Taking On Your Debt

Taking On Your Debt

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2017-01-02

The average American is swimming in debt, from student loans to credit cards, mortgages, and so on. U.S. consumers racked up $21.9 billion in credit card debt during the third quarter of 2016, and we are now on track to finish 2016 with an $80 billion net increase in credit card debt. 

Credit Cards

Since credit cards typically come with the highest interest rates, those are the usually the first target when getting oneself out of debt. The current national average interest rate for credit cards is over 15%. 

In fact, some advisors will even say that before you start saving for retirement or putting a down payment on a house, you should significantly reduce, if not eliminate your credit card debt. So pull out those scissors, cut up your cards, and get paying. Consolidate into one single low interest card if possible, or focus on them one at a time, starting with the highest interest rate one first. 

Student Loans

Americans owe nearly $1.3 trillion in student loan debt, spread out among about 44 million borrowers. In fact, the average Class of 2016 graduate has $37,172 in student loan debt, up 6% from last year. 

Federal student loans typically have interest rates in the 4% to 6% range, depending on the exact type of loan. Private student loans on the other hand, can come with rates in the double digits. 

Saving for retirement and paying off student loan debt doesn't have to be mutually exclusive. Many people with lower-interest loans can avoid throwing extra money at student debt at the expense of saving for retirement.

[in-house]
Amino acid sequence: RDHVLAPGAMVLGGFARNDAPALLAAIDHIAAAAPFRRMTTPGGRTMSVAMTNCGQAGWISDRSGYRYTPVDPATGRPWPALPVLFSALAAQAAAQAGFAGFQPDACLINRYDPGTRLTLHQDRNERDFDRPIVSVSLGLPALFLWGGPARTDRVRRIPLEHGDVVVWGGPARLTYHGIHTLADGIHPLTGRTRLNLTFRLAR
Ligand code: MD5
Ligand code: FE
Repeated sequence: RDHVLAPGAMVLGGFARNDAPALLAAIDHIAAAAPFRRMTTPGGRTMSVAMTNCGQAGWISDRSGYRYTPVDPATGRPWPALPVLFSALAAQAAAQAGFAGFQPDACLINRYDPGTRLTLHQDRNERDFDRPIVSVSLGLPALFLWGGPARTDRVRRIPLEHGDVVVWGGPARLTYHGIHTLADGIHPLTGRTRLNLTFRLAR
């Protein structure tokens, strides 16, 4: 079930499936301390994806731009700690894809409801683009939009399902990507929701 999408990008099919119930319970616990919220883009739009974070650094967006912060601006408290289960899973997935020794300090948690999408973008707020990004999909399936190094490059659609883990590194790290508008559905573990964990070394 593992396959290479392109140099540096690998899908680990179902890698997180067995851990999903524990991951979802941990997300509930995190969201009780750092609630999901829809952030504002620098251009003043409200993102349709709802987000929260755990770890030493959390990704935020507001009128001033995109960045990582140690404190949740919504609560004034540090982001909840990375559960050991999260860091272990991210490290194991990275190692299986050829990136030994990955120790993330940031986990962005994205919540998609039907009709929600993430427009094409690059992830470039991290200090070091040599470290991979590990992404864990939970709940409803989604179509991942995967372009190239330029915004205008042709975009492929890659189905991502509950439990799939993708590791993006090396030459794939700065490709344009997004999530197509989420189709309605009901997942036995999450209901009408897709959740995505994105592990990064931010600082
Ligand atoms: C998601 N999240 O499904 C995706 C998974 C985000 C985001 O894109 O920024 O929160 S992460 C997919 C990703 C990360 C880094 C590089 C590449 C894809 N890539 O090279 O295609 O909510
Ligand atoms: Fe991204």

Mortgages

The goal shouldn't necessarily be to pay off your mortgage as soon as possible. If you're paying under 4% on your home loan, any extra cash you have should go toward retirement (assuming you don't face high-interest credit card debt).

The truth is that you can be making more money by investing that money for the long-term rather than by putting it toward prepaying your mortgage. Most people have under-saved for retirement (one third of Americans report having no retirement savings at all), and that's what they should be focusing on. 

 

IMPORTANT DISCLOSURES

Material contained in this article is provided for information purposes only and is not intended to be used in connection with the evaluation of any investments offered by David Lerner Associates, Inc. This material does not constitute an offer or recommendation to buy or sell securities and should not be considered in connection with the purchase or sale of securities.

To the extent that this material concerns tax matters, it is not intended or written to be used, and cannot be used, by a taxpayer for the purpose of avoiding penalties that may be imposed by law. 

Each taxpayer should seek independent advice from a tax professional based on his or her individual circumstances.

These materials are provided for general information and educational purposes based upon publicly available information from sources believed to be reliable-- we cannot assure the accuracy or completeness of these materials. The information in these materials may change at any time and without notice.

David Lerner Associates does not provide tax or legal advice. The information presented here is not specific to any individual's personal circumstances. Member FINRA & SIPC

 

Tags: David Lerner Associates, Debt, Credit Cards, Getting out of Debt, Student Loans, Mortgages,

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About

Founded in 1976, David Lerner Associates is a privately-held broker/dealer with headquarters in Syosset, New York and branch offices in Westport, CT; Boca Raton, FL; Teaneck and Princeton, NJ; and White Plains, NY. For more information contact David Lerner Associates Call 516-921-4200 Visit our website: www.davidlerner.com

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Contact

Jake Mendlinger
Account Manager
Zimmerman/Edelson
516.829.8374 X 232
jmendlinger@zimmed.com

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